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1. What is it?
Conciliation is a process similar to mediation whereby the conciliator seeks to facilitate a settlement between the parties. In Ireland conciliation is rarely availed of except in respect of construction industry disputes. Under the industry defined procedures for conciliation, the conciliator is obliged to issue a recommendation for the resolution of the dispute if the parties fail to reach settlement
2. How does the process work?
Conciliation usually arises out of a clause in a construction contract whereby the parties agree to attempt to resolve their dispute through conciliation. The clause provides for the conciliator being appointed by the agreement of the parties or by a specific institution.
The RIAI and Engineers Ireland publish conciliation procedures, one of which will generally apply. These procedures provide for opening statements being delivered within a short period of the appointment. A hearing usually takes place for the purpose of concluding the conciliation shortly after these opening statements are delivered.
The conciliator will attempt to facilitate a settlement between the parties. If this cannot be achieved he will publish a recommendation setting out the basis on which he believes the dispute should be resolved.
3. Appropriateness of Conciliation to a dispute?
In theory there is no reason why conciliation cannot be availed of in relation to almost any dispute apart from family or similarly sensitive issues in respect of which mediation may be more appropriate. In practice however conciliation is rarely availed of in Ireland except in relation to disputes in the construction industry.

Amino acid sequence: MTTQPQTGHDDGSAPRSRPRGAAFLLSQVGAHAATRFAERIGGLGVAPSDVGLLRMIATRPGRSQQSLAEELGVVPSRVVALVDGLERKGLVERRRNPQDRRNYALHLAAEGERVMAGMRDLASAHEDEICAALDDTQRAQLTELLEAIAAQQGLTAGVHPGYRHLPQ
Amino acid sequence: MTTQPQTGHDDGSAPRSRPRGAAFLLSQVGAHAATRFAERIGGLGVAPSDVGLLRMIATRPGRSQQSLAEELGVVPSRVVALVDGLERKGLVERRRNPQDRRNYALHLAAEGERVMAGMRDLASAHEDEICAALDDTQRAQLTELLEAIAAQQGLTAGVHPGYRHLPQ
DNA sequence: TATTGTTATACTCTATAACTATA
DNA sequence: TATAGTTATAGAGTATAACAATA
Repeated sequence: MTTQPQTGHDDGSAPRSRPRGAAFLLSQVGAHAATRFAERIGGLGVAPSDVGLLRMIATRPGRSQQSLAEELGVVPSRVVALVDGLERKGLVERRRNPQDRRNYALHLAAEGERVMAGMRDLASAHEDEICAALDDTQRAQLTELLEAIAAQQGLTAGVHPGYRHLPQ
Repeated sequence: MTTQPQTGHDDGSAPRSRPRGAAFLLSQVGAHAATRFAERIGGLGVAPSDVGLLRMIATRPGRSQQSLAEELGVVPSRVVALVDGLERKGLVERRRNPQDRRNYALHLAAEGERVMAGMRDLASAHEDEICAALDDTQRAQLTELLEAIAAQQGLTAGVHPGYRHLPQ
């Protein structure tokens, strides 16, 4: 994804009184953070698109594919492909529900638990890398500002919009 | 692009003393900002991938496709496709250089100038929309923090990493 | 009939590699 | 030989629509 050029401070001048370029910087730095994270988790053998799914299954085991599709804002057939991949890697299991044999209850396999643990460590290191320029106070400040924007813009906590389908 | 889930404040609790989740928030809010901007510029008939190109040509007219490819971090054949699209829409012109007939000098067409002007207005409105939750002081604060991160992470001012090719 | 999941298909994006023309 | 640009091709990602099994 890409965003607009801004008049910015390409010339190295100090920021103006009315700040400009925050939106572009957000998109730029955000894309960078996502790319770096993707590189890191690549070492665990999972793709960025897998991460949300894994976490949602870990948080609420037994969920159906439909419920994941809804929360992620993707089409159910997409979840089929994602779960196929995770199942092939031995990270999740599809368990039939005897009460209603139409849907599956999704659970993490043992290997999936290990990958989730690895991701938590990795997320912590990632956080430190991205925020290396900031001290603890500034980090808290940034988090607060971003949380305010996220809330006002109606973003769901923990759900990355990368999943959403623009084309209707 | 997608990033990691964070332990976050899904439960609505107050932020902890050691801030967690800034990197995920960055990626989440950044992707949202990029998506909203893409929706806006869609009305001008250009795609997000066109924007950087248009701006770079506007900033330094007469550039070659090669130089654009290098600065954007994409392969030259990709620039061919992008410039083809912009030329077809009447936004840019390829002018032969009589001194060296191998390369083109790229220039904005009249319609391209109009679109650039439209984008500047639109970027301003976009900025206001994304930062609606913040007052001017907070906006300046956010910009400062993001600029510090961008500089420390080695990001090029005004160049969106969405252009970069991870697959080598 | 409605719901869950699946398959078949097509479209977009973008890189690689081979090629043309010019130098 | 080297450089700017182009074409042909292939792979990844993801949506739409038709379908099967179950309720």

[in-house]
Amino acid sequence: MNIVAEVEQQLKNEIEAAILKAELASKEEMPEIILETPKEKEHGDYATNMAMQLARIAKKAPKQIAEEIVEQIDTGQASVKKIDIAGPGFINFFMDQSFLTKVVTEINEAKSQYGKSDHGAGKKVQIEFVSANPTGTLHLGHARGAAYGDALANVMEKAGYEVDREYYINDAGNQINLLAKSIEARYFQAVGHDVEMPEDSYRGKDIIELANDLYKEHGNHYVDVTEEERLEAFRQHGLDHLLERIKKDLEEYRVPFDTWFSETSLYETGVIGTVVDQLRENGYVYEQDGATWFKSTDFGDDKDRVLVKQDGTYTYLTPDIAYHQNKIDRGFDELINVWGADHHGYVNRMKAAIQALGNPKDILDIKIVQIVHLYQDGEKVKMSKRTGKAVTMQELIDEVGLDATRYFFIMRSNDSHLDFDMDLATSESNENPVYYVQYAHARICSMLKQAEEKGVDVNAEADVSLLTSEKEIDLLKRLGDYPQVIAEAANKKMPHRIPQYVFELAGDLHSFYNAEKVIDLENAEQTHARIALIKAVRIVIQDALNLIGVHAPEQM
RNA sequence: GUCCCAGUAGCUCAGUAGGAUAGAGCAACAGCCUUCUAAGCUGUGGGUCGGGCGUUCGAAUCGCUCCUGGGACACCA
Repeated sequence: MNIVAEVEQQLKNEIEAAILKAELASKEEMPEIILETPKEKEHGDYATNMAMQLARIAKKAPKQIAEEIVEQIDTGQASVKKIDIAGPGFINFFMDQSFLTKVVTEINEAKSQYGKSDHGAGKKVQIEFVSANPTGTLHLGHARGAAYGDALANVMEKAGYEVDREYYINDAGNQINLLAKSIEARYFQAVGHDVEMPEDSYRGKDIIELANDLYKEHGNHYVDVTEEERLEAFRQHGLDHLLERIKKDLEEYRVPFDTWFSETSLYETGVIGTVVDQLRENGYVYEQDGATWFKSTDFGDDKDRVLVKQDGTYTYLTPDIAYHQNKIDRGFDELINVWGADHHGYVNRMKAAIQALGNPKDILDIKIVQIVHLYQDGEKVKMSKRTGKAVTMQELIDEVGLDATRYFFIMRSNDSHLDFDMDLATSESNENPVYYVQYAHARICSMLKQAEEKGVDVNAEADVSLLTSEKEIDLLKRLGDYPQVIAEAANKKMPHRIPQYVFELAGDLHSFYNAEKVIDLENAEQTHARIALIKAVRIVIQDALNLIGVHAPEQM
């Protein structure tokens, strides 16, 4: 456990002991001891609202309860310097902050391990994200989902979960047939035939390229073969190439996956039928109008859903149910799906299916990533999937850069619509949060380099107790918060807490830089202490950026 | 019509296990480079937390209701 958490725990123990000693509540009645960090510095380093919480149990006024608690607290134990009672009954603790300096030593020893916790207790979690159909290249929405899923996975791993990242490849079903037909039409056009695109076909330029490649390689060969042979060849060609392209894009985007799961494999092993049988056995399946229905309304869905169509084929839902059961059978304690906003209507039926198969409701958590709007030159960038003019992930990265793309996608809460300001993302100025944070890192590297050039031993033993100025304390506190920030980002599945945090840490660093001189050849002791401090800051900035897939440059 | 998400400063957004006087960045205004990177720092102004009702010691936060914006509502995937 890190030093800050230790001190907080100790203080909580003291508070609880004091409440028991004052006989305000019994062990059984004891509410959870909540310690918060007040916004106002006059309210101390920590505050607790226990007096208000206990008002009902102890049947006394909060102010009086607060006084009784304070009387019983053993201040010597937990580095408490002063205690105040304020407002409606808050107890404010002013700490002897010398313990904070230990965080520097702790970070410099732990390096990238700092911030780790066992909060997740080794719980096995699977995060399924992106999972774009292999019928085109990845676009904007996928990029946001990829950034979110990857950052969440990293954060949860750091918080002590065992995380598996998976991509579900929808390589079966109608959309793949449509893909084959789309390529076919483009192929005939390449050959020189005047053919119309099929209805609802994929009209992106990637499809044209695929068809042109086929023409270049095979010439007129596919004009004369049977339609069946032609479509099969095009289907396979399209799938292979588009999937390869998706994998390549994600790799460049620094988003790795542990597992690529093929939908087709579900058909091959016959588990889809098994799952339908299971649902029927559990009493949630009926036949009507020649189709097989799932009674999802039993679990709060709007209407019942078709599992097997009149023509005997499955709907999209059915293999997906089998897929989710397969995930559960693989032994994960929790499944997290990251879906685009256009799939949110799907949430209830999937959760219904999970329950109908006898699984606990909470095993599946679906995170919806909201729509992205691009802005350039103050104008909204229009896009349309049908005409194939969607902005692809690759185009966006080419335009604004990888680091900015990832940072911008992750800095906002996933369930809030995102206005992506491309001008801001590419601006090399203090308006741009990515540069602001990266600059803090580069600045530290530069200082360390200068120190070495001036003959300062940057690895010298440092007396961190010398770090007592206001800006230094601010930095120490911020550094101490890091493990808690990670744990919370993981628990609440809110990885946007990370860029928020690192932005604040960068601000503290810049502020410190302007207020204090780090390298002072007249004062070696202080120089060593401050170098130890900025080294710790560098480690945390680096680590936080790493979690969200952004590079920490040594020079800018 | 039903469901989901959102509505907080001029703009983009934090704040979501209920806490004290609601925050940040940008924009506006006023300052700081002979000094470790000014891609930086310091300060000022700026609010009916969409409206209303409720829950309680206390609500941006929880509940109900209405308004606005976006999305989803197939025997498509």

4. Industry Suitability to Conciliation
This form of conciliation is peculiar to Ireland and is the creation of the construction industry. It is almost exclusively used within that industry. Outside of the construction industry, mediation (which does not involve any form of recommendation), is more commonly availed of for dispute resolution.
5. Time and Cost
Under the Engineers Ireland conciliation procedure, the conciliator is obliged to conclude the process within forty-two days of his appointment unless the parties agree otherwise. There is no overall time limit specified in the RIAI procedure but conciliations under that procedure are usually concluded within two or three months. It very much depends upon the approach of the individual conciliator.
The usual practice is that each party bears its own costs and pays one half of the conciliators fees irrespective of the outcome. Compared with Court Litigation or Arbitration, the cost is relatively small.
6. Final & Binding
If the parties reach settlement, that settlement is reduced to writing and signed on behalf of the parties. It then becomes final and binding. If settlement is not achieved, and the conciliator issues a recommendation, that recommendation will become final and binding as between the parties unless one of them rejects the recommendation within a specified number of days.
The conciliation procedures of the RIAI and of Engineers Ireland provide that if the conciliator’s recommendation is rejected, the entire procedure is to be regarded as confidential and neither party can refer to anything that occurred in the conciliation or call the conciliator as a witness in any proceedings.